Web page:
By Joshua Dalton
Arizona Daily Wildcat
For anyone who enjoys escaping reality or would rather live in an altogether different realm of existence, the UA Museum of Art is now presenting an exhibit of fantasy artists called "Dreamweavers." The exhibit features more than 40 works by 15 artists including the UA's own David Christiana. Recently Mr. Christiana spoke to the Wildcat about the exhibit, his work, and what it's like to be a fantasy and children's artist.
Wildcat: Where did the name "Dreamweavers" come from?
David Christiana: I have no idea. I didn't organize the show. Maybe from that old song. You know the one I mean?
WC: Yeah, that one that was in "Wayne's World." Well, okay, Tell me a little about the actual exhibit.
DC: It started in Virginia. It's a traveling exhibit. By invitation, a number of artists have submitted work. Most are from America, but I believe that two are from England and one from Russia. I'm glad to be included. I was surprised, but delighted when they called me. I don't consider myself a fanatic.
WC: Tell me about the work.
DC: Some is accomplished, in terms of workmanship; some is sentimental; some is both.
WC: What are some of your favorite pieces?
DC: The works by Brian Froud; Alan Lee does some exquisite work. Also, Gennady Spirin has a beautiful piece.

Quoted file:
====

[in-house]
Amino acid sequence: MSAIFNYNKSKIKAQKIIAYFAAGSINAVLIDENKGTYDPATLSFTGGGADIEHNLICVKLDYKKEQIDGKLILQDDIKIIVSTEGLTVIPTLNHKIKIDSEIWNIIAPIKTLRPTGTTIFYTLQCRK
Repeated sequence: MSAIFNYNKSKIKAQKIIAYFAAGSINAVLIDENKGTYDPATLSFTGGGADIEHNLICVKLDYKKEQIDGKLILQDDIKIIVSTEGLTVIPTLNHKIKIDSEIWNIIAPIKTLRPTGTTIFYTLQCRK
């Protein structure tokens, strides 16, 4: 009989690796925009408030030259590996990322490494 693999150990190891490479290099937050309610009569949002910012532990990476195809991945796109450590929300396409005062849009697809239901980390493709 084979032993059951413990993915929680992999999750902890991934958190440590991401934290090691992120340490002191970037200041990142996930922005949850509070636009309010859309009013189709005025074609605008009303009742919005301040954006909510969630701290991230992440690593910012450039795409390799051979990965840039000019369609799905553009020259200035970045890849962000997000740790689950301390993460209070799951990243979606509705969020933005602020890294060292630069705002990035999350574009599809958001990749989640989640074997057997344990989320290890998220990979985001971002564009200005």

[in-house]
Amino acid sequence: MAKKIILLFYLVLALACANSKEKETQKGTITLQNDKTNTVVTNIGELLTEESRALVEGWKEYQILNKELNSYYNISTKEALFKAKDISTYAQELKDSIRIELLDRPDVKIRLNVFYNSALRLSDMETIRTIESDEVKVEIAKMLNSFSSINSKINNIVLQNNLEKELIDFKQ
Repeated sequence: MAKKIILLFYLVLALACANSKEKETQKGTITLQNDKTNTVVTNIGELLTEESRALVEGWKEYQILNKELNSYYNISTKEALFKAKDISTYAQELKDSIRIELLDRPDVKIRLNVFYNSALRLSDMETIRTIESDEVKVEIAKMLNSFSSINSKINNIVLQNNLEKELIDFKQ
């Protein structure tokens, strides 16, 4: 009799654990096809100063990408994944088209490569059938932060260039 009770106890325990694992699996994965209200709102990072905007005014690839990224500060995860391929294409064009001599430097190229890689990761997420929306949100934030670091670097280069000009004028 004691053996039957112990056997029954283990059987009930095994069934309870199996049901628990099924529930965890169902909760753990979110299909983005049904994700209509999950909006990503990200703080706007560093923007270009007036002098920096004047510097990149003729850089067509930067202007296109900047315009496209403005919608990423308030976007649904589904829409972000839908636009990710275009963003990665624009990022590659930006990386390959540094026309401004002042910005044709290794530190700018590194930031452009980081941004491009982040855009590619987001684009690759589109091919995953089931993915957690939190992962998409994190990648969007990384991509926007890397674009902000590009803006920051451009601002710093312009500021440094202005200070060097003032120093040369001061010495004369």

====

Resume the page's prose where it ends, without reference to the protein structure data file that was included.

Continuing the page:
WC.: How many of the pieces are the originals of the artists?
DC: All of them are originals. And that's really the joy of it.
WC.: Tell me a little bit specifically about your field.
DC: It's competitive, but it is full of rewards . Of course, any of the creative professions always have been and always will be competitive, but that's okay because people will continue to do it because they love it.
WC: What do you consider the greatest rewards?
DC: The neat part is when I get a call from a parent saying that they enjoyed my book. When that happens, it's like that's the completion of a work. When the book is actually on the shelves, it's three quarters completed, but when I get that call, that's when it's really done.
David Christiana will be holding a reading and a signing of his book this Sunday, Jan. 29. For more information, call the UA Museum of Art at 621-7567.
Read Next Article